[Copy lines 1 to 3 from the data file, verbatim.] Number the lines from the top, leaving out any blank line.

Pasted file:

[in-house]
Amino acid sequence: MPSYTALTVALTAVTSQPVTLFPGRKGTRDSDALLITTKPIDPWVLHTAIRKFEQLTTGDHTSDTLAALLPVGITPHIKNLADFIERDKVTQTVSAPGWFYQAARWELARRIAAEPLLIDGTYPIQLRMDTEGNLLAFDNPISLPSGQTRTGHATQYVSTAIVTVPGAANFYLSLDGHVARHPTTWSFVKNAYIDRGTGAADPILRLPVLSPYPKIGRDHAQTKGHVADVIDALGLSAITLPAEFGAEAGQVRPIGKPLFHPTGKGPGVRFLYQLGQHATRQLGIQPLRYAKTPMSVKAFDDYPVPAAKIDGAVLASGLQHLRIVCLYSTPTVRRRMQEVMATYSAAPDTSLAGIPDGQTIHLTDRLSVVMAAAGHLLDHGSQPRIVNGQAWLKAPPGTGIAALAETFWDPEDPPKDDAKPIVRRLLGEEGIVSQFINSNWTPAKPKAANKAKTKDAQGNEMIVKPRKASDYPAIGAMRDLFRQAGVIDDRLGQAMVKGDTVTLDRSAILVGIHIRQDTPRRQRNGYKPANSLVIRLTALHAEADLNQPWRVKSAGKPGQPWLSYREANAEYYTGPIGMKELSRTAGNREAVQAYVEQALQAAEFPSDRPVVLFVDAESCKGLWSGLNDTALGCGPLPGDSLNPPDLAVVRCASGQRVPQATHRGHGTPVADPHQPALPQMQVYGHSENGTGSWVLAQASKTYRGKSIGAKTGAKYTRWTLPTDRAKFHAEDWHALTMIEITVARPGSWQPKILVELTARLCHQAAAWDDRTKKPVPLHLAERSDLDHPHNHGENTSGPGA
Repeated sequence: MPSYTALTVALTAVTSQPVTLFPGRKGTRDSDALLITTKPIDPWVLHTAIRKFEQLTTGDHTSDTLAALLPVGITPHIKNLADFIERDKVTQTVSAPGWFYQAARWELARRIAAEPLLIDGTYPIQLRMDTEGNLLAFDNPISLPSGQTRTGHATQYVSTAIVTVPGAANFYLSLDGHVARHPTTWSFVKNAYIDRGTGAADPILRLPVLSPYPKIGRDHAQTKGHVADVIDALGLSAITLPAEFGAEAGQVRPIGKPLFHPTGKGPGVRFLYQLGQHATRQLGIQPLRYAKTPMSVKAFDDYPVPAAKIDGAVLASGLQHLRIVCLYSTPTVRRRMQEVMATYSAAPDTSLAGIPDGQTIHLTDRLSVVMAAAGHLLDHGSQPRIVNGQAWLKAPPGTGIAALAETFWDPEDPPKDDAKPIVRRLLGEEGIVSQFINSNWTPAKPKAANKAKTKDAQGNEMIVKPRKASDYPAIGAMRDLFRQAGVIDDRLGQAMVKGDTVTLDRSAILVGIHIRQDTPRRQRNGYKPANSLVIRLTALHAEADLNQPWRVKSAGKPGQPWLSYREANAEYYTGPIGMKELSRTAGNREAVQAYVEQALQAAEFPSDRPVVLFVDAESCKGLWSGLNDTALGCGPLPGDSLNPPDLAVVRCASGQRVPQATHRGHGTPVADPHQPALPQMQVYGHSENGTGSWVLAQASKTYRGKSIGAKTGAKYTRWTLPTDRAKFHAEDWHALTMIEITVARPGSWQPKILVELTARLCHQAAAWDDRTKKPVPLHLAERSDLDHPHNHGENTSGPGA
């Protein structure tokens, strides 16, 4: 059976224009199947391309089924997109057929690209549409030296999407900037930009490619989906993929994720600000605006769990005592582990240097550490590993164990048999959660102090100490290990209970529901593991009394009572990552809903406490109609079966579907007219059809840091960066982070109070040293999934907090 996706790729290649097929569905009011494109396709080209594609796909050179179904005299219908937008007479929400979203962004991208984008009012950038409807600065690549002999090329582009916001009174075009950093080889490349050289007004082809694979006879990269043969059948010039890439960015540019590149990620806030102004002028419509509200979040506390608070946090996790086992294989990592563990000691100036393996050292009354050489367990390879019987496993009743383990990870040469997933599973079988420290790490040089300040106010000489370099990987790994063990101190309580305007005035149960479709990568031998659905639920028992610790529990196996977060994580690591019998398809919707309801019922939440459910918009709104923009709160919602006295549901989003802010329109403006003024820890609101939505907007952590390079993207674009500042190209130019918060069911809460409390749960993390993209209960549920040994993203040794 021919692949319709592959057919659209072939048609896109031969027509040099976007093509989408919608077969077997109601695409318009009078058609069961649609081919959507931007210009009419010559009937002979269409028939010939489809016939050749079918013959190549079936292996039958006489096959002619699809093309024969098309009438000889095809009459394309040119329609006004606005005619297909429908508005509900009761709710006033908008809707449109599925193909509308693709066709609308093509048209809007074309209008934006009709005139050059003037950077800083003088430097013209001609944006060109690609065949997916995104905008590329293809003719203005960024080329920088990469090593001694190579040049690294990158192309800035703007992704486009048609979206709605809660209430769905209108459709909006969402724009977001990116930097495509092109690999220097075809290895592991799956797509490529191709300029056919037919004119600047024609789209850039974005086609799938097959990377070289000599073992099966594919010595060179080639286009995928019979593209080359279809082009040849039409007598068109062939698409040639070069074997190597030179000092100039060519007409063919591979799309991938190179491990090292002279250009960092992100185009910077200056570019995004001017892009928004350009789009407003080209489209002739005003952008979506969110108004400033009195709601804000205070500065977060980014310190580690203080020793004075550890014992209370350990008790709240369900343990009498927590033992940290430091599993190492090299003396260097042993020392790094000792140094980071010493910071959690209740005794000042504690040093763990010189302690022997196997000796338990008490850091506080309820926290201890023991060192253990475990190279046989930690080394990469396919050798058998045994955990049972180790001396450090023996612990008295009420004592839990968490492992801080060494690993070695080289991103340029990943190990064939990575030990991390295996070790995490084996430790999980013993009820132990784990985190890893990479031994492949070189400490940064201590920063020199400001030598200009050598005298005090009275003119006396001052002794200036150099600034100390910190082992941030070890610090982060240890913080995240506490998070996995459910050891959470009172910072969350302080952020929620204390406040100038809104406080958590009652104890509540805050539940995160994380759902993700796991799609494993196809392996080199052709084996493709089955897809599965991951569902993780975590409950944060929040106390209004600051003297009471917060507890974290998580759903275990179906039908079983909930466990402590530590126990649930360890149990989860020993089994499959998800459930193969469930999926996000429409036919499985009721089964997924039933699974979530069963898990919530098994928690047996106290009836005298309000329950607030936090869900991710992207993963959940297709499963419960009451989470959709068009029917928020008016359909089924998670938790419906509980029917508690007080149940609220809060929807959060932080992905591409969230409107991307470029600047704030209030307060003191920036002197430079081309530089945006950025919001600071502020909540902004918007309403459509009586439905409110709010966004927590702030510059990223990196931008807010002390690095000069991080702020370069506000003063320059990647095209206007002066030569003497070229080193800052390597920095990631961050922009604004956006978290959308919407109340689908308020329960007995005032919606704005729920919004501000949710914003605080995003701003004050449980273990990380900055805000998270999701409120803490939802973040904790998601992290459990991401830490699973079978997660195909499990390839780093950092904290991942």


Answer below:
[in-house]
Amino acid sequence: MPSYTALTVALTAVTSQPVTLFPGRKGTRDSDALLITTKPIDPWVLHTAIRKFEQLTTGDHTSDTLAALLPVGITPHIKNLADFIERDKVTQTVSAPGWFYQAARWELARRIAAEPLLIDGTYPIQLRMDTEGNLLAFDNPISLPSGQTRTGHATQYVSTAIVTVPGAANFYLSLDGHVARHPTTWSFVKNAYIDRGTGAADPILRLPVLSPYPKIGRDHAQTKGHVADVIDALGLSAITLPAEFGAEAGQVRPIGKPLFHPTGKGPGVRFLYQLGQHATRQLGIQPLRYAKTPMSVKAFDDYPVPAAKIDGAVLASGLQHLRIVCLYSTPTVRRRMQEVMATYSAAPDTSLAGIPDGQTIHLTDRLSVVMAAAGHLLDHGSQPRIVNGQAWLKAPPGTGIAALAETFWDPEDPPKDDAKPIVRRLLGEEGIVSQFINSNWTPAKPKAANKAKTKDAQGNEMIVKPRKASDYPAIGAMRDLFRQAGVIDDRLGQAMVKGDTVTLDRSAILVGIHIRQDTPRRQRNGYKPANSLVIRLTALHAEADLNQPWRVKSAGKPGQPWLSYREANAEYYTGPIGMKELSRTAGNREAVQAYVEQALQAAEFPSDRPVVLFVDAESCKGLWSGLNDTALGCGPLPGDSLNPPDLAVVRCASGQRVPQATHRGHGTPVADPHQPALPQMQVYGHSENGTGSWVLAQASKTYRGKSIGAKTGAKYTRWTLPTDRAKFHAEDWHALTMIEITVARPGSWQPKILVELTARLCHQAAAWDDRTKKPVPLHLAERSDLDHPHNHGENTSGPGA
Repeated sequence: MPSYTALTVALTAVTSQPVTLFPGRKGTRDSDALLITTKPIDPWVLHTAIRKFEQLTTGDHTSDTLAALLPVGITPHIKNLADFIERDKVTQTVSAPGWFYQAARWELARRIAAEPLLIDGTYPIQLRMDTEGNLLAFDNPISLPSGQTRTGHATQYVSTAIVTVPGAANFYLSLDGHVARHPTTWSFVKNAYIDRGTGAADPILRLPVLSPYPKIGRDHAQTKGHVADVIDALGLSAITLPAEFGAEAGQVRPIGKPLFHPTGKGPGVRFLYQLGQHATRQLGIQPLRYAKTPMSVKAFDDYPVPAAKIDGAVLASGLQHLRIVCLYSTPTVRRRMQEVMATYSAAPDTSLAGIPDGQTIHLTDRLSVVMAAAGHLLDHGSQPRIVNGQAWLKAPPGTGIAALAETFWDPEDPPKDDAKPIVRRLLGEEGIVSQFINSNWTPAKPKAANKAKTKDAQGNEMIVKPRKASDYPAIGAMRDLFRQAGVIDDRLGQAMVKGDTVTLDRSAILVGIHIRQDTPRRQRNGYKPANSLVIRLTALHAEADLNQPWRVKSAGKPGQPWLSYREANAEYYTGPIGMKELSRTAGNREAVQAYVEQALQAAEFPSDRPVVLFVDAESCKGLWSGLNDTALGCGPLPGDSLNPPDLAVVRCASGQRVPQATHRGHGTPVADPHQPALPQMQVYGHSENGTGSWVLAQASKTYRGKSIGAKTGAKYTRWTLPTDRAKFHAEDWHALTMIEITVARPGSWQPKILVELTARLCHQAAAWDDRTKKPVPLHLAERSDLDHPHNHGENTSGPGA